by Oliver Wendell Holmes
Yes, lady! I can ne'er forget,
That once in other years we met;
Thy memory may perchance recall
A festal eve, a rose-wreathed hall,
Its tapers' blaze, its mirrors' glance,
Its melting song, its ringing dance; --
Why, in thy dream of virgin joy,
Shouldst thou recall a pallid boy?
Thine eye had other forms to seek,
Why rest upon his bashful cheek?
With other tones thy heart was stirred,
Why waste on him a gentle word?
We parted, lady, -- all night long
Thine ear to thrill with dance and song, --
And I -- to weep that I was born
A thing thou scarce wouldst deign to scorn.
And, lady! now that years have past,
My bark has reached the shore at last;
The gales that filled her ocean wing
Have chilled and shrunk thy hasty spring,
And eye to eye, and brow to brow,
I stand before thy presence now; --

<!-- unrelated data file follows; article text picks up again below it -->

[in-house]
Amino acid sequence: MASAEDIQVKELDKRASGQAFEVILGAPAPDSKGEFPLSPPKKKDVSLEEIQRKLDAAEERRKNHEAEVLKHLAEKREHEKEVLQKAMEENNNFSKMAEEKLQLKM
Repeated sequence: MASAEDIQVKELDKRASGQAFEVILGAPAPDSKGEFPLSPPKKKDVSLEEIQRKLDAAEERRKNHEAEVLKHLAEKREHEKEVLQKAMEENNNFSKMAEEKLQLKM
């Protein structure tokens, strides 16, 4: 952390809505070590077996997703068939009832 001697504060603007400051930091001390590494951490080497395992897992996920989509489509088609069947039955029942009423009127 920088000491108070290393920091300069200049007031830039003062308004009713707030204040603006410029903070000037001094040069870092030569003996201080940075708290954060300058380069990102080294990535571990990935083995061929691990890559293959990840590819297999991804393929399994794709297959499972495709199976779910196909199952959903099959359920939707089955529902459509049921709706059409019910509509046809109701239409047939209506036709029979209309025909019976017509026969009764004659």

Thy lip is smoothed, thy voice is sweet,
Thy warm hand offered when we meet.
Nay, lady! 't is not now for me
To droop the lid or bend the knee.
I seek thee, -- oh, thou dost not shun;
I speak, -- thou listenest like a nun;
I ask thy smile, -- thy lip uncurls,
Too liberal of its flashing pearls;
Thy tears, -- thy lashes sink again, --
My Hebe turns to Magdalen!
O changing youth! that evening hour
Look down on ours, -- the bud -- the flower;
Thine faded in its virgin soil,
And mine was nursed in tears and toil;
Thy leaves were withering, one by one,
While mine were opening to the sun; --
Which now can meet the cold and storm
With freshest leaf and hardiest form?
Ay, lady! that once haughty glance
Still wanders through the glittering dance,
And asks in vain from others' pride,
The charity thine own denied;
And as thy fickle lips could learn
To smile and praise, -- that used to spurn,
So the last offering on thy shrine
Shall be this flattering lay of mine!
Boston: Ticknor And Fields